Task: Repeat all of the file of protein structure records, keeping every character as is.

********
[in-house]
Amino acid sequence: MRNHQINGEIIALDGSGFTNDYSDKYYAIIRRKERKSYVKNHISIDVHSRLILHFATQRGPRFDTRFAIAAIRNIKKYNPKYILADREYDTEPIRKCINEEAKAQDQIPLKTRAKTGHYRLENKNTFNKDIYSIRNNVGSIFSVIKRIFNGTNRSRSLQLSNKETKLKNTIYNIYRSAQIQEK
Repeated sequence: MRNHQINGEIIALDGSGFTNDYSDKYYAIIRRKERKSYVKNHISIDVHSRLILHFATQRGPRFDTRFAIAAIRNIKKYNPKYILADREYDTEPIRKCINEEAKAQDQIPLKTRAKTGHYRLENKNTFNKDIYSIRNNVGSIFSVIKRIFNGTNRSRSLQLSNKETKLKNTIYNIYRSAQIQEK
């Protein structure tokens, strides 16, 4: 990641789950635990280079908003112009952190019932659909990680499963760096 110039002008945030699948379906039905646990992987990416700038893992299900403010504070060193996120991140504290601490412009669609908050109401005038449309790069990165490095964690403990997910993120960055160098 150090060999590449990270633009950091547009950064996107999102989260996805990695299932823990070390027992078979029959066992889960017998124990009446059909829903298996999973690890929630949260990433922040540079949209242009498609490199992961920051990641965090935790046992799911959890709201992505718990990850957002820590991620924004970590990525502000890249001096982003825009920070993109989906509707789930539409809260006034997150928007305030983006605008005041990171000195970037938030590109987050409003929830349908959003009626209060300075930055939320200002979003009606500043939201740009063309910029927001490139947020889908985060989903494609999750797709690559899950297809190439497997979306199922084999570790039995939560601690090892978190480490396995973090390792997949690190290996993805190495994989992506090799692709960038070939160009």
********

[in-house]
Amino acid sequence: MRNHQINGEIIALDGSGFTNDYSDKYYAIIRRKERKSYVKNHISIDVHSRLILHFATQRGPRFDTRFAIAAIRNIKKYNPKYILADREYDTEPIRKCINEEAKAQDQIPLKTRAKTGHYRLENKNTFNKDIYSIRNNVGSIFSVIKRIFNGTNRSRSLQLSNKETKLKNTIYNIYRSAQIQEK
Repeated sequence: MRNHQINGEIIALDGSGFTNDYSDKYYAIIRRKERKSYVKNHISIDVHSRLILHFATQRGPRFDTRFAIAAIRNIKKYNPKYILADREYDTEPIRKCINEEAKAQDQIPLKTRAKTGHYRLENKNTFNKDIYSIRNNVGSIFSVIKRIFNGTNRSRSLQLSNKETKLKNTIYNIYRSAQIQEK
């Protein structure tokens, strides 16, 4: 990641789950635990280079908003112009952190019932659909990680499963760096 110039002008945030699948379906039905646990992987990416700038893992299900403010504070060193996120991140504290601490412009669609908050109401005038449309790069990165490095964690403990997910993120960055160098 150090060999590449990270633009950091547009950064996107999102989260996805990695299932823990070390027992078979029959066992889960017998124990009446059909829903298996999973690890929630949260990433922040540079949209242009498609490199992961920051990641965090935790046992799911959890709201992505718990990850957002820590991620924004970590990525502000890249001096982003825009920070993109989906509707789930539409809260006034997150928007305030983006605008005041990171000195970037938030590109987050409003929830349908959003009626209060300075930055939320200002979003009606500043939201740009063309910029927001490139947020889908985060989903494609999750797709690559899950297809190439497997979306199922084999570790039995939560601690090892978190480490396995973090390792997949690190290996993805190495994989992506090799692709960038070939160009």